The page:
In 2021 Disney will unveil a hotly anticipated live action remake of their animated classic, The Little Mermaid. Like all good remakes it will speak straight into the heart of a new generation and get them to fall in love with this story all over again.
The original animated film told the story of a mermaid who exists under the sea away from the human world but falls in love with a prince on land, and like all good Disney films this fairy tale of sorts has a happy ending
This original also lay the ground for a very particular depiction of Ariel, she was the beautiful red-haired mermaid with porcelain skin, despite the setting of the story alluding to some exotic place no one ever challenged this image, until now. Disney unveiled a broad and deliberate step away to this character now being a young woman of colour and a brown skinned Disney princess. Ariel is no longer reserved for a certain type of girl she now reaches and relates to so many more. On this occasion and in this particular moment, the actress Halle Bailey will be the face of that change.
It’s been a long time coming to condition ourselves to realise that not all princesses of fairy tales have to look one way or the other, in the world of make believe why should the leading ladies not be from all walks of life, we’ve seen some different representation when the setting allows it; Jasmine, swept away on a mighty carpet by Aladdin, or Mulan who dresses up as a male warrior to fight for her country, but what if when our princess arrived at the ball and the footmen opened the doors to that dazzling ballroom we saw something we were not expecting, perhaps a young Nigerian girl, or maybe she’s Vietnamese, or Native American – the possibilities now not only seem endless, but very possible.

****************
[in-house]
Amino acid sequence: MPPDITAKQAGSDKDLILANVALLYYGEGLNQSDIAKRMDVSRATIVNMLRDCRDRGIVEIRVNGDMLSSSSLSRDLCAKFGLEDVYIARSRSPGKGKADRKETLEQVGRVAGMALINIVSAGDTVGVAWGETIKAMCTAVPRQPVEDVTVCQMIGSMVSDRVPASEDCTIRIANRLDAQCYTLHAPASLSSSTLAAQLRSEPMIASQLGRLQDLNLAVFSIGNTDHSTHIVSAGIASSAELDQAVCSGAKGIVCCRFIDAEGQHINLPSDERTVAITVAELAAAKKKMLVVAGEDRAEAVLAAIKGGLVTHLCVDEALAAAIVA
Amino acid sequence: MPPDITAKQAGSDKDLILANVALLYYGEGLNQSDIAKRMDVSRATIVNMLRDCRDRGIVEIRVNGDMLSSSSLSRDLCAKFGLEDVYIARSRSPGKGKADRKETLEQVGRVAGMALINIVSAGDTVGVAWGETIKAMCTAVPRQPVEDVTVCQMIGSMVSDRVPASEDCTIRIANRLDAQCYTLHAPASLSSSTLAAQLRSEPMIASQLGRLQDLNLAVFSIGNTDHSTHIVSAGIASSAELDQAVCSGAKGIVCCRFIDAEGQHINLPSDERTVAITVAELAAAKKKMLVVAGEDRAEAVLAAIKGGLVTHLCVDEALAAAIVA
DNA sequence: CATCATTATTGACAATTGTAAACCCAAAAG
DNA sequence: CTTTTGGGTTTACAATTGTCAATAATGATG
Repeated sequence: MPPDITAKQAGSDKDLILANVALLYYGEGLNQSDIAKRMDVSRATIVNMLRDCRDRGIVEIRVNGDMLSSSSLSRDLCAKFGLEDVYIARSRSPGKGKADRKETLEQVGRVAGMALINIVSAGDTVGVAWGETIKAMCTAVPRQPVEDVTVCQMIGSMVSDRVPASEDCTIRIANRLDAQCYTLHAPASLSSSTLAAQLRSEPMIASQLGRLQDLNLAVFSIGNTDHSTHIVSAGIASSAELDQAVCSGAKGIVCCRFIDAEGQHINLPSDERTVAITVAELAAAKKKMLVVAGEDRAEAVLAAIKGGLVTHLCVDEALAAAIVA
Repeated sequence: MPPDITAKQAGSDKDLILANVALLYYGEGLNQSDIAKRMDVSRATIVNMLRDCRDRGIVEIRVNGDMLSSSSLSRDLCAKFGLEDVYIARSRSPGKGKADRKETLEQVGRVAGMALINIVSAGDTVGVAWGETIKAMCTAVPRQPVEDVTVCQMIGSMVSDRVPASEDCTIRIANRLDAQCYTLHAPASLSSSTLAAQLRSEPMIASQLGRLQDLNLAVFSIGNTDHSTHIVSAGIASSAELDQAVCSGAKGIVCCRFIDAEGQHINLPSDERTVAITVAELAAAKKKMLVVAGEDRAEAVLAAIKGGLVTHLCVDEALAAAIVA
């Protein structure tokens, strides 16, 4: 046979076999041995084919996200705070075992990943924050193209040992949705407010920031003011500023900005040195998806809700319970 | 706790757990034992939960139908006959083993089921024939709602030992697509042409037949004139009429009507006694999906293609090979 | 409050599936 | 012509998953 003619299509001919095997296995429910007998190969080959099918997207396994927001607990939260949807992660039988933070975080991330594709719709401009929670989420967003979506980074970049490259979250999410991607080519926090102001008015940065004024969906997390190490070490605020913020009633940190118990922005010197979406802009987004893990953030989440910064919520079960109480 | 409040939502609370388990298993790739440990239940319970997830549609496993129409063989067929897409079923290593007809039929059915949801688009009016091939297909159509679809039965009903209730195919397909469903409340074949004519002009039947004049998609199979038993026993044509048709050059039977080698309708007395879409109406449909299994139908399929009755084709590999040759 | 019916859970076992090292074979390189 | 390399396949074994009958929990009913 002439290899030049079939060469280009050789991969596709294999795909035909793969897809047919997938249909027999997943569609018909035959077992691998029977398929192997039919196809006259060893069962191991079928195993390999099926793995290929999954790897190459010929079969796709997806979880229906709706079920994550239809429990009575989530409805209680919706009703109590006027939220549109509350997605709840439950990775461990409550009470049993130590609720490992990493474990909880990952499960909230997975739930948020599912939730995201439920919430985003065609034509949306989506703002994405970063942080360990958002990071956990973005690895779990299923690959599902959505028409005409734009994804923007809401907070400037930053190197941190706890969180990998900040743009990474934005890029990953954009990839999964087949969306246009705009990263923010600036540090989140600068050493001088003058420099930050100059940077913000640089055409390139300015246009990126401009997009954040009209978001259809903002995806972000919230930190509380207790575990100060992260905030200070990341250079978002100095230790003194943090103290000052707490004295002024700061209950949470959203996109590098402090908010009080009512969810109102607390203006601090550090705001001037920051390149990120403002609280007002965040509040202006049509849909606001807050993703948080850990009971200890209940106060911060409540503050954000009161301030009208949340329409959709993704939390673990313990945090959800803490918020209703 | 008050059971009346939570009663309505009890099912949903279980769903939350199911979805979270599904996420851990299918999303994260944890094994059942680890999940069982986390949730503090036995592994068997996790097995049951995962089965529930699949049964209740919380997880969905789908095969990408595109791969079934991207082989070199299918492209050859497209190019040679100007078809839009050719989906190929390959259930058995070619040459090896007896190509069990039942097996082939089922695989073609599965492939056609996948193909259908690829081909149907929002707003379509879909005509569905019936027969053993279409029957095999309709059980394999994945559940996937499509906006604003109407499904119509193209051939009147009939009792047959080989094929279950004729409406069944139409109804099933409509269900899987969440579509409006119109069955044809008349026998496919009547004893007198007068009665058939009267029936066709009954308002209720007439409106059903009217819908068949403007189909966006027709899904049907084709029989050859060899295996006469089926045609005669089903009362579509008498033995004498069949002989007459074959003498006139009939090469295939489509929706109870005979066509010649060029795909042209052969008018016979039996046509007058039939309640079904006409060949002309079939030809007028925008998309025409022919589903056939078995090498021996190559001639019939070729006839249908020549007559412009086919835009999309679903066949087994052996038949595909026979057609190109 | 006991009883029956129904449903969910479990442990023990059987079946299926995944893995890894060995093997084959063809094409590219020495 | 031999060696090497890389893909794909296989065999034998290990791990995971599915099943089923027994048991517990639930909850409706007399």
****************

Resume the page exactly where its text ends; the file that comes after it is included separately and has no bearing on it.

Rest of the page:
There is nothing wrong with the original Ariel being alluded to as Caucasian or other princesses for that fact, but what went wrong was this ingrained idea that in order to stay commercially appealing we shouldn’t stray too far from the default mould.
When Ariel begins to pine after her Prince she makes a deal with the sea witch Ursula to become a human but part of the deal is that she loses her voice. It seems that when someone else is pulling all the strings it’s hard to carve out a voice and identify for oneself. It’s refreshing to see a major Hollywood brand such as Disney promote a bold and progressive depiction of by-gone characters for a new generation. With Disney’s bold new groove lets hope that a princess of colour just becomes so very ordinary.